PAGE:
In the lead up to Lady Gaga's Super Bowl halftime show, rumors began to spread that the NFL had begged her not include any "political statements" in her performance, after a season filled with players speaking out against police brutality and last year's incredible Lady Black Panthers-themed performance from Beyoncé. This year's headliner eventually came out and denied the rumors, but considering all the subtle anti-Trump moments in Lady Gaga's halftime performance, she certainly didn't shy away from political commentary.
"The only statements that I’ll be making during the halftime show are the ones that I’ve been consistently making throughout my career," Lady Gaga said at a news conference in Houston this week. "I believe in a passion for inclusion. I believe in the spirit of equality, and that the spirit of this country is one of love and compassion and kindness."
Lady Gaga opened her 12-minute concert from the roof of Houston's NRG Stadium, singing a quick medley of "God Bless America" and "This Land Is Your Land" before reciting the closing words of the Pledge of Allegiance: "One nation, under god, indivisible, with liberty and justice for all." Although this seemed patriotic on the surface, NPR noted that Woody Guthrie actually wrote "This Land Is Your Land" in dissent of the song "God Bless America," because he believed it wasn't inclusive enough and that it displayed a sort of nationalist possessiveness over America. Lady Gaga's opening, therefore, was widely interpreted as a pointed political statement in opposition to President Trump's immigrant ban and his general nationalist views.
Among the songs from the Lady Gaga cannon that made it into the performance was her 2011 LGBTQ+ civil rights anthem "Born This Way." This obvious statement of protest was especially satisfying, considering the most stridently anti-LGBTQ member of the Trump administration, Vice President Mike Pence, was himself in attendance at the Super Bowl.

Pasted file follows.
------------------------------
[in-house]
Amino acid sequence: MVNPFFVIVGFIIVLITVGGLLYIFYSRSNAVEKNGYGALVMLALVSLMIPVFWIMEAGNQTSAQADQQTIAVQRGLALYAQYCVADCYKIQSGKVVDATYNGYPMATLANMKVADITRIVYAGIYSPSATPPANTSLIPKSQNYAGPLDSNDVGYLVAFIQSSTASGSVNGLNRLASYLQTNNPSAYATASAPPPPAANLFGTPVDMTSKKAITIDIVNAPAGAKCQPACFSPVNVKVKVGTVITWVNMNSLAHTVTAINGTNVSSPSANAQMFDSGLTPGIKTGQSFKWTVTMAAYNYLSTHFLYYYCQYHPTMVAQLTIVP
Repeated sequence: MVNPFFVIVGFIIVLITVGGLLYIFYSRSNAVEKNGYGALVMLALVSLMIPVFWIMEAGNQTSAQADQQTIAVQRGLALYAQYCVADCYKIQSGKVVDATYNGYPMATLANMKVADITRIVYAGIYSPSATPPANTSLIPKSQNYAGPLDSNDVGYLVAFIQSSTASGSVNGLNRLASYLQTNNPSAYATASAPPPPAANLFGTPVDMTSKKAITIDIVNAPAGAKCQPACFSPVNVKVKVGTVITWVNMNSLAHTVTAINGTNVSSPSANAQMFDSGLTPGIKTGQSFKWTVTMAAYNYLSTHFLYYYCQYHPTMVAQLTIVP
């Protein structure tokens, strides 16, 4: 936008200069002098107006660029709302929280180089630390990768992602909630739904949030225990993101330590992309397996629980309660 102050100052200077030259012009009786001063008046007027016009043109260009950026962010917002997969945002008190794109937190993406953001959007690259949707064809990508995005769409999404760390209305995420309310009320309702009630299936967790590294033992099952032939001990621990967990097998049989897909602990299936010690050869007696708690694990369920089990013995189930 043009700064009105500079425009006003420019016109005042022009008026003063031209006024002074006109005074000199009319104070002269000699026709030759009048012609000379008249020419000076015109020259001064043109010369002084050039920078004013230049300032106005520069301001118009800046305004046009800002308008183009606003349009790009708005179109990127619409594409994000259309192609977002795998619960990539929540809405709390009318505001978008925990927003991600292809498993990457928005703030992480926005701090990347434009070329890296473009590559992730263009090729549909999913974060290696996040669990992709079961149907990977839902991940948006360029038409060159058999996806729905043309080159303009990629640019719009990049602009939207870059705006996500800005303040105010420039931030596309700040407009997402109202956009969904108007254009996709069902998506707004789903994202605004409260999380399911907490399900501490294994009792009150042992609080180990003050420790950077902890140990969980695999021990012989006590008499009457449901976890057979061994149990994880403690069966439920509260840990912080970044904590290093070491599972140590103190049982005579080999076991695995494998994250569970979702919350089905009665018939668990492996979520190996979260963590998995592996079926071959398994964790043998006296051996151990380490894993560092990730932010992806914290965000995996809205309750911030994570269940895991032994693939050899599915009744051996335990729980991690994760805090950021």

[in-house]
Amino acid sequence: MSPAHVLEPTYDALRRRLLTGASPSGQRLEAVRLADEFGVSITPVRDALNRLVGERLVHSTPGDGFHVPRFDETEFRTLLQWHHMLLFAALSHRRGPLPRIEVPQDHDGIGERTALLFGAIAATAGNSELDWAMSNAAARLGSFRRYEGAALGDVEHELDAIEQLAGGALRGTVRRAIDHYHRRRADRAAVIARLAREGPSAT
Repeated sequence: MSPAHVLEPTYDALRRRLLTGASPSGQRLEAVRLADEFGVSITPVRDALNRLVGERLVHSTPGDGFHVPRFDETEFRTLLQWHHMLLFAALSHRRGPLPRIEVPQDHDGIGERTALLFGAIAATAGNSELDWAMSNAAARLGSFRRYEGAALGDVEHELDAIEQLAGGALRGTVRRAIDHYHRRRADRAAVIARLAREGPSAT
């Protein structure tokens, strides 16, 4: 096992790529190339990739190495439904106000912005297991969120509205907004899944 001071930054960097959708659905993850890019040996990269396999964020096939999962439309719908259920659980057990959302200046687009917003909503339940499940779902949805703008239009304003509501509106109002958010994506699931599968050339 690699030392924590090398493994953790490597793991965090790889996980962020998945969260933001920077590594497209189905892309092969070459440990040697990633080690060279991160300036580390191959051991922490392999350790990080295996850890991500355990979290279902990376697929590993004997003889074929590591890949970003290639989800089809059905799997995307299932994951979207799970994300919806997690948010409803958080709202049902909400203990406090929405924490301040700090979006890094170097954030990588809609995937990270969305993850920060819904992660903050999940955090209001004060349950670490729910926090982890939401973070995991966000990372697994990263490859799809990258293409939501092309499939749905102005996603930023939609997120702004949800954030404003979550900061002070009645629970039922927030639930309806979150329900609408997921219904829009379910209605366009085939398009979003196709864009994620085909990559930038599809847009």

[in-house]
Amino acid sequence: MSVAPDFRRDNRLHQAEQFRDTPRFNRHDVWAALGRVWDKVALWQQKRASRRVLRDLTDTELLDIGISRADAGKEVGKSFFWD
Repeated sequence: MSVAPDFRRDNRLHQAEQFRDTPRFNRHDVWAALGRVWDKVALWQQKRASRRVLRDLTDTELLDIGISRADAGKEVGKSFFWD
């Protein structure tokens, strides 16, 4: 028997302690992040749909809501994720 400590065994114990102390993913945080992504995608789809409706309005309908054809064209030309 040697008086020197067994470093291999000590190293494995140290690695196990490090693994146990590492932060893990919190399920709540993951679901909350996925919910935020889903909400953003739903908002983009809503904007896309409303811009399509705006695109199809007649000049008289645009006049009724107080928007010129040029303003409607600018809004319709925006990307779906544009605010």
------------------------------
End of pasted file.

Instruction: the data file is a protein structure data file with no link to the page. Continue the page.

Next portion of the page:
Finally, one of the tenderer moments in Gaga's performance came when she hugged a crying fan during her ballad "Million Reasons." As she made her way along the front row of fans, reaching out to grasp their hands in solidarity while they held up torches in a pose reminiscent of the Statue of Liberty, she embraced one crying young woman of color (wearing a fire purple sequin bodysuit, by the way), singing "Why don't you stay?" It was subtle, but lifting up a woman of color and giving her visibility during the Super Bowl halftime show was absolutely a potent and powerful political statement in opposition to attacks on women's rights and black lives.
Ultimately, Lady Gaga succeeded at invoking the spirit of inclusivity with a series of anti-Trump political statements delivered directly in solidarity with the folks who needed to hear them most, and all while apparently flying under the radar of those who praised her for "not getting political." (Thinking face emoji.)